Definitional Impediments to Research
Unfortunately, endeavors to assess the actual practices and the health consequences of male and female homosexual behavior are hampered by imprecise definitions. For many, being gay or lesbian or bisexual is a political identity that does not necessarily correspond to sexual behavior. And investigators find that sexual behavior fluctuates over time:
“[P]eople often change their sexual behavior during their lifetimes, making it impossible to state that a particular set of behaviors defines a person as gay. A man who has sex with men today, for example, might not have done so 10 years ago.”1

Defining the terms becomes even more difficult when people who identify as gay or lesbian enter heterosexual relationships. Joanne Loulan, a well-known lesbian, has talked openly about her two-year relationship with a man: “‘I come from this background that sex is an activity, it’s not an identity,’ says Loulan. ‘It was funny for a while, but then it turned out to be something more connected, more deep. Something more important. And that’s when my life started really going topsy turvy.'” While critics complain that “You can’t be a lesbian and be having sex with men,” Loulan sees no contradiction in the fact that she “adamantly refuses to call herself a bisexual, to give up the lesbian identity.”2
Several high-profile lesbian media stars that have abandoned lesbianism further illustrate the difficulty in defining homosexuality. An article about the now defunct couple, Anne Heche and Ellen Degeneres, said, “Although the pair never publicly discussed the reason for their breakup, it has been heavily rumored that Heche decided to go back to heterosexuality.”3 Heche married a man on Sept. 1, 2001.4

As recently as June 2000, pop-music star Sinead O’Connor said, “I’m a lesbian . . . although I haven’t been very open about that, and throughout most of my life I’ve gone out with blokes because I haven’t necessarily been terribly comfortable about being a lesbian. But I actually am a lesbian.”5 Then, shocking the gay world that applauded her “coming out,” O’Connor’s sexual identity fluctuated again when she withdrew from participating in a lesbian music festival because of her marriage to British Press Association reporter Nick Sommerlad.6

Although women get most of the press coverage of fluctuating between same-sex and heterosexual relationships, men can experience similar fluidity. Gay author John Stoltenberg has lived with a lesbian, Andrea Dworkin, since 1974.7 And a 2000 survey in Australia found that 19 percent of gay men reported having sex with a woman in the six months prior to the survey.8 This fluctuation in sexual “orientation” inhibits the creation of a fixed definition of homosexuality. As one group of researchers stated the problem:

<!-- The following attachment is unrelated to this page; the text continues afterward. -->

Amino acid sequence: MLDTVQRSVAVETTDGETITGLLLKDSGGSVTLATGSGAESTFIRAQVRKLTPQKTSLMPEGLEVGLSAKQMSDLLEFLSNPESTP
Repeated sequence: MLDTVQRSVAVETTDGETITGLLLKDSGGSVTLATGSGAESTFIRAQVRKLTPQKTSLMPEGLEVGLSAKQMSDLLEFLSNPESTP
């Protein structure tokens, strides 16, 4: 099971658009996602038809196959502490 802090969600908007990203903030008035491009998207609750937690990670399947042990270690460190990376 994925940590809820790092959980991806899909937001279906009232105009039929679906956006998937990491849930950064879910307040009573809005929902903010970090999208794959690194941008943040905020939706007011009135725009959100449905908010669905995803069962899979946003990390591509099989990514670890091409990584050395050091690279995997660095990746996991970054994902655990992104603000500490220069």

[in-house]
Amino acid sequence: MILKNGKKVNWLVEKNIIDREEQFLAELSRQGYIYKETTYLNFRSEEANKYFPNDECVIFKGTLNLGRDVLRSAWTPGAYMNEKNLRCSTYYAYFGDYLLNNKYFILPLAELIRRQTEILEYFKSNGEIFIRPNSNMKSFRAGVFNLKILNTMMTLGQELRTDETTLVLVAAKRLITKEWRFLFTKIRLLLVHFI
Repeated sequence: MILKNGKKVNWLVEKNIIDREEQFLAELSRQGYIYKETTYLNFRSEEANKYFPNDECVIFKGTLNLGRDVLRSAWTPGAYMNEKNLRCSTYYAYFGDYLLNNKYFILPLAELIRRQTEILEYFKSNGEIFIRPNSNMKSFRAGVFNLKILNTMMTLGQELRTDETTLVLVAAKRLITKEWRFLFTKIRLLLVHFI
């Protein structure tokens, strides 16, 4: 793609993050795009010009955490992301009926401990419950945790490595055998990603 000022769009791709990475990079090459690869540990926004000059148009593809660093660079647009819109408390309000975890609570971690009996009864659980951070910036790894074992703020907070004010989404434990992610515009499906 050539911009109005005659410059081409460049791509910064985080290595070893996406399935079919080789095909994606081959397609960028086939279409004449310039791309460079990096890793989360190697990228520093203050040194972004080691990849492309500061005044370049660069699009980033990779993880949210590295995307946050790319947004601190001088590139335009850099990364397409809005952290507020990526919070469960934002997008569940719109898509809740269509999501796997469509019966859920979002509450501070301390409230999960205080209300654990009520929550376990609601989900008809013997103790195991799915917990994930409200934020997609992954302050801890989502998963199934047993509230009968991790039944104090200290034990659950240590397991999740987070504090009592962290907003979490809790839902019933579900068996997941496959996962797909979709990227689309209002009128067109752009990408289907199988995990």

“Does a man who has homosexual sex in prison count as a homosexual? Does a man who left his wife of twenty years for a gay lover count as a homosexual or heterosexual? Do you count the number of years he spent with his wife as compared to his lover? Does the married woman who had sex with her college roommate a decade ago count? Do you assume that one homosexual experience defines someone as gay for all time?”9

Despite the difficulty in defining homosexuality, the one thing that is clear is that those who engage in same-sex practices or identify themselves as gay, lesbian or bisexual constitute a very small percentage of the population. The most reliable studies indicate that 1-3 percent of people — and probably less than 2 percent — consider themselves to be gay, lesbian or bisexual, or currently practice same-sex sex.10

[1] Michael, et al., p. 172.
[2] Lynn Scherr, “Lesbian Leader Loves a Man,”, April 17, 1998.
[3] “Former Lesbian Anne Heche Engaged to Cameraman,”, June 1, 2001 (emphasis added), reprinted at m&Section=68&ID=5304.
[4] “The Facts: Anne Heche,” Eonline.msn, April 1, 2002,,128,31319,00.html.
[5] “Sinead O’Connor to Marry a Man,” Reuters, June 27, 2000,
[6] “Sinead Drops out of Wotapalava Tour,” JAM! Music, May 31, 2001, sinead.html.
[7] John Stoltenberg, “Living with Andrea Dworkin,” Lambda Book Report, May/June 1994, reprinted at rea.html.
[8] Julie Robotham, “Safe sex by arrangement as gay men reject condoms,” The Sydney Morning Herald, June 7, 2001. Data source: “2000 Male Out Survey,” National Centre in HIV Social Research, Australia.
[9] Michael, et al., p. 172.
[10] Edward O. Laumann, John H. Gagnon, et al., The social organization of sexuality: Sexual practices in the United States, p. 293, Chicago: University of Chicago Press, 1994; Michael, et al., p. 176; David Forman and Clair Chilvers, “Sexual Behavior of Young and Middle-Aged Men in England and Wales,” British Medical Journal, 298: 1137-1142 (1989); and Gary Remafedi, et al., “Demography of Sexual Orientation in Adolescents,” Pediatrics, 89: 714-721 (1992).

Endnotes may also be found under Appendix A on the References page.